It’s 47 games played and counting for The Reds, but once again it’s Manchester City standing in the way of something special


ONE trophy in the cabinet, in the semi-final of the FA Cup, the last eight in Europe and one point behind the Premier League leaders with a mano-a-mano scrap to come. These are the days, my friend.

There are shades of 2001 in all this. There were times back then when I’d wake up and wonder what competition we were in next. You could only get printed tickets then, so you never knew which billets were in the next envelope. It was fantastic then and it’s fantastic now.

The victory over Nottingham Forest wasn’t pretty, but it was another hurdle negotiated against tricky opposition. The atmosphere was incredible on the banks of the Trent, which apparently overlooks the Mull of Kintyre (don’t ask me). They’ve got a decent setup there. They’ll do well if they can keep them altogether. 

It was just a shame the police thought that it would be a clever idea to let us out of the ground at the same time as them when we clearly can’t stand each other. Great thinking, lads.

Diogo Jota’s goal aside, my highlight came before the game. Forest have clearly borrowed their sound system from Wembley, where the decibel level only has two settings – deafening and ear-splitting. 

Just before kick-off they played a rave banger from yesteryear to gee up the crowd and our lot were fully onboard. While their lot were singing about ‘We’re coming for you’ and the usual poverty stuff, our end bounced along to the tune with wide grins, completely oblivious to the taunts from left, right and above. A good time came first and the cartoon abuse could wait.

But that’s done now and we get a bit of time off (winks at Trent) thanks to the international break. We’ll need it, too. The last few weeks have been exhausting with must-win games following must-win games.

It’s funny how easy it is to see any fixture as a potential calamity. We’ve got Watford coming up next at Anfield and though we’ve already hammered them on their own ground and now they’ve added Roy Hodgson to boot, it’s somehow easy to group them in the same bracket of Xavi and Iniesta’s Barcelona. 

Nerves creep in regardless of who we’re playing. I suppose we get to the stage where we think this run has to end sometime. The “Footballing Gods” and all that.

And yet in this past couple of weeks alone we’ve overcome Arsenal on their own midden and got past Inter Milan—two fixtures that would make even the most optimistic Red frown a bit. Oh, we knew we’d be fine, but they’re hardly a cakewalk.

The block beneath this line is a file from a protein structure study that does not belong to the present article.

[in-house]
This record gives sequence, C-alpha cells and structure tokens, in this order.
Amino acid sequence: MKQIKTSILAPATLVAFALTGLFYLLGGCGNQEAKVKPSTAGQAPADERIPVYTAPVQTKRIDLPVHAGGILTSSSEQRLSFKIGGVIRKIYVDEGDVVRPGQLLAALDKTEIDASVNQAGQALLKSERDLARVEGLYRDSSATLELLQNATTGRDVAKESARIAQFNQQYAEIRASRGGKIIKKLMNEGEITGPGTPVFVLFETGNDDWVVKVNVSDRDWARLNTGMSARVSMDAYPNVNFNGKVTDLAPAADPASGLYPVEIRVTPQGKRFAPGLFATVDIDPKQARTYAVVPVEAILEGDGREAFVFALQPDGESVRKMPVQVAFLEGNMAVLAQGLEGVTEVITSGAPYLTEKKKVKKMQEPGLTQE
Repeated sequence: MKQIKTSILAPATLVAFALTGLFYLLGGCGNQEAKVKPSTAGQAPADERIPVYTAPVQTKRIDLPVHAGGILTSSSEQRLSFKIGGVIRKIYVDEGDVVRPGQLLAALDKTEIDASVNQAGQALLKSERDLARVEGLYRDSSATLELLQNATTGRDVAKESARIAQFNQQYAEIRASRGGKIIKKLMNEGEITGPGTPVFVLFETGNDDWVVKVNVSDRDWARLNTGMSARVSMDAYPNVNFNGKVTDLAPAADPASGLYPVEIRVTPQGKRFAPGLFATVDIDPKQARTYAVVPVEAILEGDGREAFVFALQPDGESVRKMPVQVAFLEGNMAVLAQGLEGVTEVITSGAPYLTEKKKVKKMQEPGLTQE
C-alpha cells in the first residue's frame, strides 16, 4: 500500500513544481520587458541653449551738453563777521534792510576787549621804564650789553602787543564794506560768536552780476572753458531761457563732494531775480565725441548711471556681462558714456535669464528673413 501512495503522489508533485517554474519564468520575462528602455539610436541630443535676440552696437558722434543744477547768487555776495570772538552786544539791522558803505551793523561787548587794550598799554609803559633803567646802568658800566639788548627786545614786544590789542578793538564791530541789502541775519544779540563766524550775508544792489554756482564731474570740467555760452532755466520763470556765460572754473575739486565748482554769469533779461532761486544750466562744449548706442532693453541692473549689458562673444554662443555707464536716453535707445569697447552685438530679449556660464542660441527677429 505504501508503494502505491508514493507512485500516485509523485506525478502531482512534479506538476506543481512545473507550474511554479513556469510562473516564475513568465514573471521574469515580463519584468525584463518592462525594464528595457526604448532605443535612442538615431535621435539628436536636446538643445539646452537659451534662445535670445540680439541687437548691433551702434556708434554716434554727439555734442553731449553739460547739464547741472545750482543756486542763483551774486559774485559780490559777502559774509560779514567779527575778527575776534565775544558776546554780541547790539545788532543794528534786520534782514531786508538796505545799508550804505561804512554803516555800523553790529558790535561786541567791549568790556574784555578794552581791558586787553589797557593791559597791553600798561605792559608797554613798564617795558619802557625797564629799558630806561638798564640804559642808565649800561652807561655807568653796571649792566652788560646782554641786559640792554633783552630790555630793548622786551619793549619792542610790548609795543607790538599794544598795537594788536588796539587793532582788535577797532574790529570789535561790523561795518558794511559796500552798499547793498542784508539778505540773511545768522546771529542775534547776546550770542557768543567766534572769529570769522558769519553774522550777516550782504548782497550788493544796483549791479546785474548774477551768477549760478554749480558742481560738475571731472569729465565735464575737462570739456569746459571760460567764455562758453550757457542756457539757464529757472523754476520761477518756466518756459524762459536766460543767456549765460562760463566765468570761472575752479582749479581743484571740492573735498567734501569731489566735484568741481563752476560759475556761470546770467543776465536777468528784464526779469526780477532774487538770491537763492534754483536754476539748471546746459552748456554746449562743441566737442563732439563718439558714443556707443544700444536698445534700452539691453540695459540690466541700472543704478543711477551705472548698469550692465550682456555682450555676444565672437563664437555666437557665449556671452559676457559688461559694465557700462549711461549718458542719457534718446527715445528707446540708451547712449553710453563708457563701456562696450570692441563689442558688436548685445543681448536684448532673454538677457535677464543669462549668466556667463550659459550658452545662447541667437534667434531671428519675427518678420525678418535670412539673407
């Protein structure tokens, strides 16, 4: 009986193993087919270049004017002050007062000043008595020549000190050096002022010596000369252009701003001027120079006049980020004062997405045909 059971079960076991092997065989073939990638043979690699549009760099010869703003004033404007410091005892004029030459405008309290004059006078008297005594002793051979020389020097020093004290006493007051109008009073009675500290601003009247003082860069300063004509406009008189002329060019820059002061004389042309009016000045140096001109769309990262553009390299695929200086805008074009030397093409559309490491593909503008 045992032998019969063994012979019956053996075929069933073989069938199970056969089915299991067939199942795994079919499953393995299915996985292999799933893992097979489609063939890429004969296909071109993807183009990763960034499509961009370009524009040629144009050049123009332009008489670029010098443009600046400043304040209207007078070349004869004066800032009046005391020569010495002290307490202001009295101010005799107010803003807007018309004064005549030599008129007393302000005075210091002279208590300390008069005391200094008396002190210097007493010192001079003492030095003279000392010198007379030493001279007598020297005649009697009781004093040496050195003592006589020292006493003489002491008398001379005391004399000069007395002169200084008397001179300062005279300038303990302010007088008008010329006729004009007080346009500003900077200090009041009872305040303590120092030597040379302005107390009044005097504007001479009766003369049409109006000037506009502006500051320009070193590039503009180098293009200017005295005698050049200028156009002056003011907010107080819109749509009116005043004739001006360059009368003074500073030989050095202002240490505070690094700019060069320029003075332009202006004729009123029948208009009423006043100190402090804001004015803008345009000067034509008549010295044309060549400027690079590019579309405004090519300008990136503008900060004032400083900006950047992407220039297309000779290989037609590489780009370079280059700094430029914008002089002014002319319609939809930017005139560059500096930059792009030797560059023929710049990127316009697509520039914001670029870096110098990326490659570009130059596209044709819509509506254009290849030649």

Arsenal away was only last week and since then we’ve just got into the semi-finals of the FA Cup. The pressure never ends and I love it, but I’m also looking forward to a footy-free weekend.

One trophy in the cabinet, in the semi of the other domestic cup, the last eight in Europe and one point behind the League leaders. It’s telling that one club stands between all of them. Yes, I know we have Benfica with Villarreal or Bayern to come, but it’s Manchester City most people are thinking about – and with good reason. 

We play so many games in a season – it’s 47 already this campaign – and yet everything funnels down to us and them in the end. We play them twice over the coming weeks and it could be three times. I hope so anyway. If we beat them three times, we could … no, let’s not start that.

Jurgen won’t be thinking about four trophies and I’m fighting every thought of it. I learned much from Gerard Houllier’s “10 games from greatness” from 2002 and the power of the Footballing Gods. Stay humble.

But how do you stay humble when this side can fight and fight and fight when things aren’t going their way? The Arsenal game was a perfect example. Mikel Arteta came armed with a plan and it would have worked against a lesser side but this one sat in and took its chances when it could. 

History will show only the result but that doggedness, that determination is as much a characteristic as Mo Salah’s goals and the positioning of the full backs.

It’s why many pundits are performing frantic about-turns with their predictions. Yes, we were 14 points behind City just five weeks ago but if there’s one team in the league who can reduce that number it’s the lads in red. 

Alex Ferguson went on about “squeaky bum time”, but this is all about momentum. City looked lost at Crystal Palace when it became obvious that they were in a fight with those Gods again while Jurgen’s Reds found a way when our London fixture was heading the same way. 

That edge might help but it won’t be the only factor. City are an excellent side and one which can render any fixture meaningless before half-time. Pep Guardiola won’t be nervous, just furious that it’s come down to this.

But this is only a snapshot—a moment in a season. Both teams are in different places than they were last week and that too can change. Not this week though. This week we get to put our feet up and reflect.

I like it like this, having one irritating nemesis. Sure, Chelsea are a strong side and worthy of their place in the top three, but it’s great having a Moriarty to our Holmes, a Master to our Doctor. 

I know we can look at some of the decisions they’ve had, and they’ll say the same about us, and no fan believes their side are treated fairly, but I like having them as a focus. Two of the greatest managers in the game staring at each other across the 36 miles between them. Sure, the other sides will take points off us both but they’re the side to beat.

It’s time to buckle in as we get to the business end of the season. It’s us and them again and it might be like that for a while. Use your momentum.

These are the days.

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